Though there are many different keyword research tools out there, the three most respected are: WordTracker, Keyword Discovery and Overture.
While I’m least familiar with WordTracker, I can say that my minimal experience as an SEO copywriter and some research seems to indicate that there is no magical, one-stop shop keyword research tool that’s precise enough to give you everything you want or need. All of the big three have their advantages, with Overture being the most limited.
When researching keywords, a range of sources – from SEO for dummies to Karon Thackston at MarketingWords.com – suggest that solely relying on results from keywords is not a smart way to accurately conduct keyword research. Using some marketing savvy combined with additional research is more likely to produce the results you want.
Jill Whalen, a trusted authority on SEO copywriting, recommends WordTracker in her book “The Nitty-gritty of Writing for Search Engines.” In the SEO for Dummies book, author Peter Kent goes through a mini-tutorial on this tool, and I’ve read several articles that discuss the merit of WordTracker. Just like the other tools, the results represent a sampling of results across several databases all over the Web.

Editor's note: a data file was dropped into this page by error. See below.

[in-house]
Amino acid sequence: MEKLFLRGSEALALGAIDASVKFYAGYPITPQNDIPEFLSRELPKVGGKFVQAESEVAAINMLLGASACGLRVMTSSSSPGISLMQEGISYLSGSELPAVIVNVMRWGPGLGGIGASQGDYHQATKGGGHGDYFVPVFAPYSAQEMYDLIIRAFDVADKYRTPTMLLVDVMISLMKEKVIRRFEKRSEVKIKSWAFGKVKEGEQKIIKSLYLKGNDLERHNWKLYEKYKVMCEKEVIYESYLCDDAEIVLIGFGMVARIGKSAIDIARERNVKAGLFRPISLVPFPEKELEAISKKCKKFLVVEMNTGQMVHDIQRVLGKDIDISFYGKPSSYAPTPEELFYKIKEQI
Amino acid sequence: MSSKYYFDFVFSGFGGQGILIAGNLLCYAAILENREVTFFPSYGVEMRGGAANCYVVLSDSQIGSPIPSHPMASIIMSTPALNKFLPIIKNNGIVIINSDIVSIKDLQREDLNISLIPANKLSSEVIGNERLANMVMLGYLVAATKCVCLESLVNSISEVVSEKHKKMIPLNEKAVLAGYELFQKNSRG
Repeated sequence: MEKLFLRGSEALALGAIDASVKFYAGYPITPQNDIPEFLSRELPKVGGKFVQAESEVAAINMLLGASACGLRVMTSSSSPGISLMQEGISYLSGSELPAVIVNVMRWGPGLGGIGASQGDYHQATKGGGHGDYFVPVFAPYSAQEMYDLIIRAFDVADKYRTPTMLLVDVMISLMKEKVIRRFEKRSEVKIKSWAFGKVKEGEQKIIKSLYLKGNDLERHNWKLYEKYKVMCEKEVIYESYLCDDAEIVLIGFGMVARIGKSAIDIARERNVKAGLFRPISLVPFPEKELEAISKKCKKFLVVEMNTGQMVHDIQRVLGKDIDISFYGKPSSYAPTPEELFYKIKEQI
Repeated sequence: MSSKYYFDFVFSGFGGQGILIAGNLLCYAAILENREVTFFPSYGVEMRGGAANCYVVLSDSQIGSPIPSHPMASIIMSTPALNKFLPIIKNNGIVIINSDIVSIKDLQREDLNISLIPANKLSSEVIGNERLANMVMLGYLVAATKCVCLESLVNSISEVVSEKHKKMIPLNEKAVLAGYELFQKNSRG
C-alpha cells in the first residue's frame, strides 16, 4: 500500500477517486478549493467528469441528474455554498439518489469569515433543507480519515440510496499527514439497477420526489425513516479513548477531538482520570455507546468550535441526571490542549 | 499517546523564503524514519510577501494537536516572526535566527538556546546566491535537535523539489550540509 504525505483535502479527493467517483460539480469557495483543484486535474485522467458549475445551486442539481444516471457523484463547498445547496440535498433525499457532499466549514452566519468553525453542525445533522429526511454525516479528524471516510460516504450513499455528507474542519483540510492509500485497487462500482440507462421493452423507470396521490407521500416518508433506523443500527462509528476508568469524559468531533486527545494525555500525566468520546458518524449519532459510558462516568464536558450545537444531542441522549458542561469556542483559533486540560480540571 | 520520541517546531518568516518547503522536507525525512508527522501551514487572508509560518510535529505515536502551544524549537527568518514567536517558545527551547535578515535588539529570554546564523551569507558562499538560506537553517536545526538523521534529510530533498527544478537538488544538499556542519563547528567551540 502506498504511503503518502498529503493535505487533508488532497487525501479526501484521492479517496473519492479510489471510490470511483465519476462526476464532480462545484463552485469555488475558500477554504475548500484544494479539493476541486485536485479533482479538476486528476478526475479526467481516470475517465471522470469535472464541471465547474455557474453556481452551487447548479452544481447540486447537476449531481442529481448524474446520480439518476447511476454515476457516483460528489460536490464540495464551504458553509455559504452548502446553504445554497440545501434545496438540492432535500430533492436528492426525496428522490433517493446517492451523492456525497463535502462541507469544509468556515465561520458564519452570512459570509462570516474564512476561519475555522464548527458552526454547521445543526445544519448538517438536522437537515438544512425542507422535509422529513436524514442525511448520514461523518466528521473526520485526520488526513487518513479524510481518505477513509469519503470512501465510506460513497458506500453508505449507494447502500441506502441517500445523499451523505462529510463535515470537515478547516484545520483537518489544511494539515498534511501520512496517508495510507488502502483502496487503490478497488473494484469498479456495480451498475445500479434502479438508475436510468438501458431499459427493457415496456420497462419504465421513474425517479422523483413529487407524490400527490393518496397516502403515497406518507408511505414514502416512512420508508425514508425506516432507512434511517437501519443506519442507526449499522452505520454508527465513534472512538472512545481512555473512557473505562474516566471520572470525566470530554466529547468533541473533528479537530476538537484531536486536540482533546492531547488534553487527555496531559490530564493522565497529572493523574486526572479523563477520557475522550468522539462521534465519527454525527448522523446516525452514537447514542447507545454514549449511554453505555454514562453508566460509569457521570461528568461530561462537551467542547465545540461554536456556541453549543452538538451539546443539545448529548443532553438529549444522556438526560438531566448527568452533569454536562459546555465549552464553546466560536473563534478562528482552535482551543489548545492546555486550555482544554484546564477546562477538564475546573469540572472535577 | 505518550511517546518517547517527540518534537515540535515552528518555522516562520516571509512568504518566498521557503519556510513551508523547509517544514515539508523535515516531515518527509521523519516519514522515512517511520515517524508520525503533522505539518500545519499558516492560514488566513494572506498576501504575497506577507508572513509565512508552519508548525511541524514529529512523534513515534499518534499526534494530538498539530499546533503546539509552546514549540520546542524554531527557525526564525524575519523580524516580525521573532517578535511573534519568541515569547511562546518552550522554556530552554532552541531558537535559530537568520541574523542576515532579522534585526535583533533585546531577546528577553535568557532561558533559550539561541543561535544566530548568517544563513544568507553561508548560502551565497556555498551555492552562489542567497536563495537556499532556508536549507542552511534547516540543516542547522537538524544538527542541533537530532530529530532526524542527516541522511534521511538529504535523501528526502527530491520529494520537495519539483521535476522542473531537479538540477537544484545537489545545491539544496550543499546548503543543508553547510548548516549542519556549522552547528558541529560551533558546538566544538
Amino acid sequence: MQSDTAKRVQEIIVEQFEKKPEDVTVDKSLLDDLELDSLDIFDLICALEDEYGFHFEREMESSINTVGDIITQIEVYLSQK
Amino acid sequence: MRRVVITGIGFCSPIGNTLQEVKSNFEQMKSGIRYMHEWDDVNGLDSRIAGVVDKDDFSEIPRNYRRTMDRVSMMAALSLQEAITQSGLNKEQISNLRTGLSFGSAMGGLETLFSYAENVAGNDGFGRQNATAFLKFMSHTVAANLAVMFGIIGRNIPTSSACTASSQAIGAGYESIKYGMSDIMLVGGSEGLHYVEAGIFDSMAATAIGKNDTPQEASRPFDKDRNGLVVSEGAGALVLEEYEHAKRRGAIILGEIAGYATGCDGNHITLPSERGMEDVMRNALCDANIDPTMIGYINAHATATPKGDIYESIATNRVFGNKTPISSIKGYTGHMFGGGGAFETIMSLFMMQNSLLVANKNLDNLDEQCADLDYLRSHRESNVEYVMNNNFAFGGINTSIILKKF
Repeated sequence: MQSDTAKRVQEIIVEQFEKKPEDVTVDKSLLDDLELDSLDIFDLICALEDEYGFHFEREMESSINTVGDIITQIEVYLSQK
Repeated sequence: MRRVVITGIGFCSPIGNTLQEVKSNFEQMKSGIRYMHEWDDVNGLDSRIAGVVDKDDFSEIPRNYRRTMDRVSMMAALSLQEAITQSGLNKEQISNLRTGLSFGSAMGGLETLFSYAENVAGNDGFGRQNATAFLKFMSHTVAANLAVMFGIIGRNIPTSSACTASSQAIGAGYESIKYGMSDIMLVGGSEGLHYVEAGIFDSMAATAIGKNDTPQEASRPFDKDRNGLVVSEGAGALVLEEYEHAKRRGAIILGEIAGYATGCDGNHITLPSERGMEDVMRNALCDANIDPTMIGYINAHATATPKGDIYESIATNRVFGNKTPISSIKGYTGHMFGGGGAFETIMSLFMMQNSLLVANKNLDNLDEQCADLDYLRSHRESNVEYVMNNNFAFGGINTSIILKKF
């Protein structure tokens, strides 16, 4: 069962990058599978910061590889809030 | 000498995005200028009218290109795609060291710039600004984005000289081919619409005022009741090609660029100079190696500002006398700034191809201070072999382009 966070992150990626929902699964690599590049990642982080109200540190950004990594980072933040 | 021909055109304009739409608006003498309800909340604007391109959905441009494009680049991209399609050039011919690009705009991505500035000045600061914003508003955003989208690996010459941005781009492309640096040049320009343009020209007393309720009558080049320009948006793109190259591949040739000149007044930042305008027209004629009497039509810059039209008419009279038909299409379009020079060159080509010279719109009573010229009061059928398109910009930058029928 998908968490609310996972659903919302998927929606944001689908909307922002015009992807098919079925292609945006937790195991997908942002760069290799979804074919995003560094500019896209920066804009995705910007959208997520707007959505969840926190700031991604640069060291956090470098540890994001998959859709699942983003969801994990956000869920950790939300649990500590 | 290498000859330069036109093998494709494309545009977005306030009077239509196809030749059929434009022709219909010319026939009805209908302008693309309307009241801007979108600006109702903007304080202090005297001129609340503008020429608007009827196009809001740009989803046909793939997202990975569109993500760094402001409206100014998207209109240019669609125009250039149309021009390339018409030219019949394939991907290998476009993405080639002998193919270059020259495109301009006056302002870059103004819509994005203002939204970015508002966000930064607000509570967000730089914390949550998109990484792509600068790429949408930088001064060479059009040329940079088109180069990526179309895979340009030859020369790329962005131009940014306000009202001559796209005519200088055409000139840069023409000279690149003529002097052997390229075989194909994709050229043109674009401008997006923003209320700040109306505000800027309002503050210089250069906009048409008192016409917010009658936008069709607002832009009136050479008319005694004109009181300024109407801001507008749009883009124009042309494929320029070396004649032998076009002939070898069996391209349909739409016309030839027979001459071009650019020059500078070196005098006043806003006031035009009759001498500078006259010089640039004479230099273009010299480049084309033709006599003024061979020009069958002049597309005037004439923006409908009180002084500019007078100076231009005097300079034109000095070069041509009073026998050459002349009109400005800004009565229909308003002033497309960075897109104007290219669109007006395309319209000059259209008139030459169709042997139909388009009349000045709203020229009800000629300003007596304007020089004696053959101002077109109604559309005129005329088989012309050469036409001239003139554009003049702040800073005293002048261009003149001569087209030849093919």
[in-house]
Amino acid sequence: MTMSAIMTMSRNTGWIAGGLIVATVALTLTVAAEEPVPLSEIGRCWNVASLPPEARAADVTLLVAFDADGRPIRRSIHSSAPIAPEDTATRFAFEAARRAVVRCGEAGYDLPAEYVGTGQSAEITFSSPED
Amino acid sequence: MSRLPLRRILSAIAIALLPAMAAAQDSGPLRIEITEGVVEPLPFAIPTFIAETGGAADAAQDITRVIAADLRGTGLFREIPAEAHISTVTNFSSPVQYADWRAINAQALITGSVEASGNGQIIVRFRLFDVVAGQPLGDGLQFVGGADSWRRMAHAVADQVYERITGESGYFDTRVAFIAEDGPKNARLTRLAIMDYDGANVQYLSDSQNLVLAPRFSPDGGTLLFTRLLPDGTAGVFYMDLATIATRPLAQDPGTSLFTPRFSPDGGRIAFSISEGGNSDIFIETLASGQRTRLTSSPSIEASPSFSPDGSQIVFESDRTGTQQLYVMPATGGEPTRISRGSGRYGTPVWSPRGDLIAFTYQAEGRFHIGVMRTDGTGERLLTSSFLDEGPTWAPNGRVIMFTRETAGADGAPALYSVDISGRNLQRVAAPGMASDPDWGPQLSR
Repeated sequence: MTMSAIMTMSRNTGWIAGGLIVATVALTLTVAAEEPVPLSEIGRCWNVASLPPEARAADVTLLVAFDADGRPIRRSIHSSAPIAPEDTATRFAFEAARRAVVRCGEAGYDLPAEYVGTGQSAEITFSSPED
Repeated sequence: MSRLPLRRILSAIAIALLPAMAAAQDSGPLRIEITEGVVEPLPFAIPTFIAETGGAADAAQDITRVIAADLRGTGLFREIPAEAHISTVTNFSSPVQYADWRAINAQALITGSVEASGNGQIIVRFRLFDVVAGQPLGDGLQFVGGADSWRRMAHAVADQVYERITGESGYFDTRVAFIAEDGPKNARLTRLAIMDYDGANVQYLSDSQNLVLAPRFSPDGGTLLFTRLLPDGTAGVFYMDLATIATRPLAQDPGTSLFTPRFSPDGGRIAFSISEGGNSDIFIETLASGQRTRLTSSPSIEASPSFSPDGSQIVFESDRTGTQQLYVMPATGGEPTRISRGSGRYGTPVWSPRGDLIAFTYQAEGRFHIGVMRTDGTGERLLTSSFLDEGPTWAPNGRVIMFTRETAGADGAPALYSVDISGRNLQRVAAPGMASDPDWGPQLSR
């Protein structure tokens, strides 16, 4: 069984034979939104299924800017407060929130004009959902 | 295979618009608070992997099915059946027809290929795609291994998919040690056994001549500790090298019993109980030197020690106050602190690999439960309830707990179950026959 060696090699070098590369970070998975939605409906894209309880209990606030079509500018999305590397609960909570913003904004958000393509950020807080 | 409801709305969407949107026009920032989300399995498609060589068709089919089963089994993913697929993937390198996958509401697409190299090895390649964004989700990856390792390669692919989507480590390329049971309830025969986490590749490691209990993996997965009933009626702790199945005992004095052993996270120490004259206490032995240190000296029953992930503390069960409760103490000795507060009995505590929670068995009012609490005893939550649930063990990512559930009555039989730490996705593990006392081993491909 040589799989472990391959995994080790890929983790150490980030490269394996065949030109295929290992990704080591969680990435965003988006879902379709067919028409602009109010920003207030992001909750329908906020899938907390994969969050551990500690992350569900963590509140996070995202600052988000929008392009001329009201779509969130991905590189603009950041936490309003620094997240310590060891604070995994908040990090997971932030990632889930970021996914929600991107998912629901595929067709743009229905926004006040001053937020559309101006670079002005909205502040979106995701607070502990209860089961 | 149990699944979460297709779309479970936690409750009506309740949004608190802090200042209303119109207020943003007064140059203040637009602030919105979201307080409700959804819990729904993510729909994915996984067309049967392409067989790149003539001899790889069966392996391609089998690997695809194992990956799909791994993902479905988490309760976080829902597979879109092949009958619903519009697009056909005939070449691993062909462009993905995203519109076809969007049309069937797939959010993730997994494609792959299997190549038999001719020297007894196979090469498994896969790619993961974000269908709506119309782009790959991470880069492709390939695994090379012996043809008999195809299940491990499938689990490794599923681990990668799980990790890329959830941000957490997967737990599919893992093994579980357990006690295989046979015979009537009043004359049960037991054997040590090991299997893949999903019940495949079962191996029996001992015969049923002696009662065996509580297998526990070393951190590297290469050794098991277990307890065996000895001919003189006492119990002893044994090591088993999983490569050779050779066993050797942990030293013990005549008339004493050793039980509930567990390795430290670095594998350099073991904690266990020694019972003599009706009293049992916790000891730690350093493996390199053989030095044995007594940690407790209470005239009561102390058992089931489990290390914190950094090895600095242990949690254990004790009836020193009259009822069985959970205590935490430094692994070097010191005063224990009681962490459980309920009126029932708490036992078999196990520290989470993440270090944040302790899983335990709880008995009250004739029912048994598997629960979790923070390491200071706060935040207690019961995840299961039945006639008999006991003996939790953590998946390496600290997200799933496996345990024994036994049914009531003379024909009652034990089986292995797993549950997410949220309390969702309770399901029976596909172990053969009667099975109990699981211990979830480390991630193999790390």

Keyword Discovery seems to work in much the same way, and offers anaysis tools similar to WordTracker. And I’ve ready positive reviews of KD as well, and Jill Whalen says she uses this tool in addition to WordTracker. The difference between the two (it seems), is that Wordtracker was created first, so it has more merit than Keyword Discovery because it is older. And depending on what type of information you’re looking for, one may be better than the other, but from what I’ve read that determination seems pretty subjective, more based on preference than on fact because both tools are pretty comparable.
Overture is a good, quick & easy keyword research tool that doesn’t really offer extensive analysis, and tells you how often a search term has been searched on over the last month.
So, there does not really seem to be a “best” keyword research tool. Keyword research remains more of a trial and error marketing research process than just a task that can be accomplished with a couple of clicks of the mouse. And in his article, “Keyword Data is Almost Always Wrong,” author Jay Stockwell offers an interesting perspective when comparing keyword results – for the same term – between the big three and a couple of other research tools.